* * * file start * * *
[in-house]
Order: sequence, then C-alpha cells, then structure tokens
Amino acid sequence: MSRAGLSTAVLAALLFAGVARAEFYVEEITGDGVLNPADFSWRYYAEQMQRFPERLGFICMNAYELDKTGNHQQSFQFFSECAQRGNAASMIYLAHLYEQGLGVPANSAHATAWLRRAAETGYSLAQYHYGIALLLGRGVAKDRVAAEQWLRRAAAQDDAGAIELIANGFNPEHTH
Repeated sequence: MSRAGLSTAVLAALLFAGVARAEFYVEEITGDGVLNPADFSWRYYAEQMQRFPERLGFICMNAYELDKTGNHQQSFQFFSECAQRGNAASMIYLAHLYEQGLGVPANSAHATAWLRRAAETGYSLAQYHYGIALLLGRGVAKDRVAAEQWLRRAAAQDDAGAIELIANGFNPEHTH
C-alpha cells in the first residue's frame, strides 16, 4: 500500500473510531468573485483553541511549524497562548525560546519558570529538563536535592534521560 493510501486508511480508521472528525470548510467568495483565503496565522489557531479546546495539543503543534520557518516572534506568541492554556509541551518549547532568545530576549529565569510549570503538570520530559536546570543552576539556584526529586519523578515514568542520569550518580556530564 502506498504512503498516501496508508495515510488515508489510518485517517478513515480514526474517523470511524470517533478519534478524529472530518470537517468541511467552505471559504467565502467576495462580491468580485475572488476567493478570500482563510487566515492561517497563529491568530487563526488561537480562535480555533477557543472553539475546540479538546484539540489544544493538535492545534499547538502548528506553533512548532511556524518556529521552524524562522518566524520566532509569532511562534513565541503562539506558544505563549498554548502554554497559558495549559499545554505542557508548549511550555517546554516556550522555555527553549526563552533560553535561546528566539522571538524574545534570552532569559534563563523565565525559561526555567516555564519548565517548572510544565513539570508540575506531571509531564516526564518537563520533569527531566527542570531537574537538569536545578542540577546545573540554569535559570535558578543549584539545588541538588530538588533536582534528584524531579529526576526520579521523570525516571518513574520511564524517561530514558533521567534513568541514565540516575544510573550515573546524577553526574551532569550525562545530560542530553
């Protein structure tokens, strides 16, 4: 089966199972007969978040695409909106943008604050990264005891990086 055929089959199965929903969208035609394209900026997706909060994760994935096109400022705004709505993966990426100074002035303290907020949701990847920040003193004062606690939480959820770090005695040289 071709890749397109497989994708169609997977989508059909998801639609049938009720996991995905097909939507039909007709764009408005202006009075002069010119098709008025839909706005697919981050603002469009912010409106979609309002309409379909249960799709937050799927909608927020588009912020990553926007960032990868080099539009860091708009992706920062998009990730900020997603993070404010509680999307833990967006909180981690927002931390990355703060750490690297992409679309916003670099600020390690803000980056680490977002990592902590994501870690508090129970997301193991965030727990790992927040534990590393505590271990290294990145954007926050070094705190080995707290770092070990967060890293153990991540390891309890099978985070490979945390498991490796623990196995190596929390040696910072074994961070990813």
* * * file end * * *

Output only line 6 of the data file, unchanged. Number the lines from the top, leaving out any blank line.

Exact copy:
């Protein structure tokens, strides 16, 4: 089966199972007969978040695409909106943008604050990264005891990086 055929089959199965929903969208035609394209900026997706909060994760994935096109400022705004709505993966990426100074002035303290907020949701990847920040003193004062606690939480959820770090005695040289 071709890749397109497989994708169609997977989508059909998801639609049938009720996991995905097909939507039909007709764009408005202006009075002069010119098709008025839909706005697919981050603002469009912010409106979609309002309409379909249960799709937050799927909608927020588009912020990553926007960032990868080099539009860091708009992706920062998009990730900020997603993070404010509680999307833990967006909180981690927002931390990355703060750490690297992409679309916003670099600020390690803000980056680490977002990592902590994501870690508090129970997301193991965030727990790992927040534990590393505590271990290294990145954007926050070094705190080995707290770092070990967060890293153990991540390891309890099978985070490979945390498991490796623990196995190596929390040696910072074994961070990813």